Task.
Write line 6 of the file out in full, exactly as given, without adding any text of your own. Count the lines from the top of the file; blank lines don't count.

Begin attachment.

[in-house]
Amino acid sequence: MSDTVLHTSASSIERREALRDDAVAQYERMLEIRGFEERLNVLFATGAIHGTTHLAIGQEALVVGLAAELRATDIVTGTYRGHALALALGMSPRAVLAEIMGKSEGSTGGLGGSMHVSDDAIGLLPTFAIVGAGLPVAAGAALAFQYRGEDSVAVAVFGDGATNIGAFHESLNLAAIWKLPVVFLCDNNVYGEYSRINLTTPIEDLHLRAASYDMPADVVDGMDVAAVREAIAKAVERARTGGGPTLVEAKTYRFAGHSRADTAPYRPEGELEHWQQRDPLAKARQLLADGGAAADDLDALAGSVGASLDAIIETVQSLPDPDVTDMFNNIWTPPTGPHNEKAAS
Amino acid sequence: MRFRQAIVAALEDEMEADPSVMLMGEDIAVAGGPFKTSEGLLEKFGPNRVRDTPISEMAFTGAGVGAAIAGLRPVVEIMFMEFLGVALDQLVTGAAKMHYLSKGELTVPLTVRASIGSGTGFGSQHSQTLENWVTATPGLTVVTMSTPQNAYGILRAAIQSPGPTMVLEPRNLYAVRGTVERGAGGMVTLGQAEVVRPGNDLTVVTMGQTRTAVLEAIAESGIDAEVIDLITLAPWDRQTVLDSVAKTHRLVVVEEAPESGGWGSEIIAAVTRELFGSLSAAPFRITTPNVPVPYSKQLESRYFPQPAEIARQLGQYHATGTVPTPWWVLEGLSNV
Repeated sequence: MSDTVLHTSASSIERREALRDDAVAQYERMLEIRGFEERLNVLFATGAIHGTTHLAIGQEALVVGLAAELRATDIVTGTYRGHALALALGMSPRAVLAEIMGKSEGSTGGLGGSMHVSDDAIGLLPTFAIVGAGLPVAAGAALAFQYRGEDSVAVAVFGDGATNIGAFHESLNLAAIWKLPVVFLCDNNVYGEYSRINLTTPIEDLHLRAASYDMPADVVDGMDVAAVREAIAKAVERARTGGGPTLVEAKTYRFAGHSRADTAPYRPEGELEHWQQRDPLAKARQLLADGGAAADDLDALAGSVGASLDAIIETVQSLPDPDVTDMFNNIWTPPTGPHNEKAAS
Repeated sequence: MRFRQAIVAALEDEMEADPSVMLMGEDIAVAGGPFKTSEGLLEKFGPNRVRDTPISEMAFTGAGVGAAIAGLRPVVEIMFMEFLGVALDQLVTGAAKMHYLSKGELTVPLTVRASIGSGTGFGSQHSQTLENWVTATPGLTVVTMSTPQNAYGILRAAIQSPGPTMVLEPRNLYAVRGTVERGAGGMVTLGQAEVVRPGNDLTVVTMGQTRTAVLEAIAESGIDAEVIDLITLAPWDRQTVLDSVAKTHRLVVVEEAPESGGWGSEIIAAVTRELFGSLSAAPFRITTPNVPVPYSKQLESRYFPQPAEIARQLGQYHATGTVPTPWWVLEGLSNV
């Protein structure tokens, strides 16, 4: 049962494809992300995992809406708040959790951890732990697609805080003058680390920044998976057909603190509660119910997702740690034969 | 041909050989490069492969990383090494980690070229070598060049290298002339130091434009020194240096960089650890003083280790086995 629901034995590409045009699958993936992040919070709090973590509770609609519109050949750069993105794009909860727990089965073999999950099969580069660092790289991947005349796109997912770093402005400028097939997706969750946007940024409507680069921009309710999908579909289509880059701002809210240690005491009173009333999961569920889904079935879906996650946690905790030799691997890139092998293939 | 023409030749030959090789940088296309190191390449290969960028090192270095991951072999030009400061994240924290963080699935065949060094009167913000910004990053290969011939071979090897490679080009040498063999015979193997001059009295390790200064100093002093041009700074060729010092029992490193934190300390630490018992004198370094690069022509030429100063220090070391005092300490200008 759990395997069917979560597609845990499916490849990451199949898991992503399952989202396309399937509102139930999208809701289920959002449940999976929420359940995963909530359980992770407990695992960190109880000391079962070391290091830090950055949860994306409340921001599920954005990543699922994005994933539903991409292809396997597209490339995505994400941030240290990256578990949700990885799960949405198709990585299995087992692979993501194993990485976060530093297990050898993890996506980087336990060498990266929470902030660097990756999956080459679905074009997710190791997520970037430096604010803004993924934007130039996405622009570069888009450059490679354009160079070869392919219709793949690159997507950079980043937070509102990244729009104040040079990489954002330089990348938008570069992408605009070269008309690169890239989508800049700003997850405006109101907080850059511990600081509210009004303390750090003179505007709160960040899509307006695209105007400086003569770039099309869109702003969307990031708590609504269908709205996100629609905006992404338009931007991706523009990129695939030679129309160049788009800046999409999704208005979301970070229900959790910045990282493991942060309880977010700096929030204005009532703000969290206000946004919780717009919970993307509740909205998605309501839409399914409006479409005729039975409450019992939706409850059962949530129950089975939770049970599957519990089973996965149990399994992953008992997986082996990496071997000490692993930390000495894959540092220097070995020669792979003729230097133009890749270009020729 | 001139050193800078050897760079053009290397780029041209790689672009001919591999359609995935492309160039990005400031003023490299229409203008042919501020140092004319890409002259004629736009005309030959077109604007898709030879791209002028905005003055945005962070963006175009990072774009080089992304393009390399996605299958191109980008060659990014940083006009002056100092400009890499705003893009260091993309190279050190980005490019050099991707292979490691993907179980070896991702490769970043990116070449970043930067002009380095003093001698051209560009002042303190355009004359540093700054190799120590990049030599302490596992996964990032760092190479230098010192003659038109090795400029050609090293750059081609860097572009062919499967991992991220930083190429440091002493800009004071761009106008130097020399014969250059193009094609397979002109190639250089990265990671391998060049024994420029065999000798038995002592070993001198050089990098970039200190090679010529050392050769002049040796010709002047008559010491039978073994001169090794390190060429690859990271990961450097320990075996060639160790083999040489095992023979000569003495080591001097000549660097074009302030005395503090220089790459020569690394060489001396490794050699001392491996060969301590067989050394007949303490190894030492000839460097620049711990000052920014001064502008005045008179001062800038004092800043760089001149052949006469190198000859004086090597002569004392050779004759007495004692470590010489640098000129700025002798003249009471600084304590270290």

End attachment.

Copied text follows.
């Protein structure tokens, strides 16, 4: 049962494809992300995992809406708040959790951890732990697609805080003058680390920044998976057909603190509660119910997702740690034969 | 041909050989490069492969990383090494980690070229070598060049290298002339130091434009020194240096960089650890003083280790086995 629901034995590409045009699958993936992040919070709090973590509770609609519109050949750069993105794009909860727990089965073999999950099969580069660092790289991947005349796109997912770093402005400028097939997706969750946007940024409507680069921009309710999908579909289509880059701002809210240690005491009173009333999961569920889904079935879906996650946690905790030799691997890139092998293939 | 023409030749030959090789940088296309190191390449290969960028090192270095991951072999030009400061994240924290963080699935065949060094009167913000910004990053290969011939071979090897490679080009040498063999015979193997001059009295390790200064100093002093041009700074060729010092029992490193934190300390630490018992004198370094690069022509030429100063220090070391005092300490200008 759990395997069917979560597609845990499916490849990451199949898991992503399952989202396309399937509102139930999208809701289920959002449940999976929420359940995963909530359980992770407990695992960190109880000391079962070391290091830090950055949860994306409340921001599920954005990543699922994005994933539903991409292809396997597209490339995505994400941030240290990256578990949700990885799960949405198709990585299995087992692979993501194993990485976060530093297990050898993890996506980087336990060498990266929470902030660097990756999956080459679905074009997710190791997520970037430096604010803004993924934007130039996405622009570069888009450059490679354009160079070869392919219709793949690159997507950079980043937070509102990244729009104040040079990489954002330089990348938008570069992408605009070269008309690169890239989508800049700003997850405006109101907080850059511990600081509210009004303390750090003179505007709160960040899509307006695209105007400086003569770039099309869109702003969307990031708590609504269908709205996100629609905006992404338009931007991706523009990129695939030679129309160049788009800046999409999704208005979301970070229900959790910045990282493991942060309880977010700096929030204005009532703000969290206000946004919780717009919970993307509740909205998605309501839409399914409006479409005729039975409450019992939706409850059962949530129950089975939770049970599957519990089973996965149990399994992953008992997986082996990496071997000490692993930390000495894959540092220097070995020669792979003729230097133009890749270009020729 | 001139050193800078050897760079053009290397780029041209790689672009001919591999359609995935492309160039990005400031003023490299229409203008042919501020140092004319890409002259004629736009005309030959077109604007898709030879791209002028905005003055945005962070963006175009990072774009080089992304393009390399996605299958191109980008060659990014940083006009002056100092400009890499705003893009260091993309190279050190980005490019050099991707292979490691993907179980070896991702490769970043990116070449970043930067002009380095003093001698051209560009002042303190355009004359540093700054190799120590990049030599302490596992996964990032760092190479230098010192003659038109090795400029050609090293750059081609860097572009062919499967991992991220930083190429440091002493800009004071761009106008130097020399014969250059193009094609397979002109190639250089990265990671391998060049024994420029065999000798038995002592070993001198050089990098970039200190090679010529050392050769002049040796010709002047008559010491039978073994001169090794390190060429690859990271990961450097320990075996060639160790083999040489095992023979000569003495080591001097000549660097074009302030005395503090220089790459020569690394060489001396490794050699001392491996060969301590067989050394007949303490190894030492000839460097620049711990000052920014001064502008005045008179001062800038004092800043760089001149052949006469190198000859004086090597002569004392050779004759007495004692470590010489640098000129700025002798003249009471600084304590270290």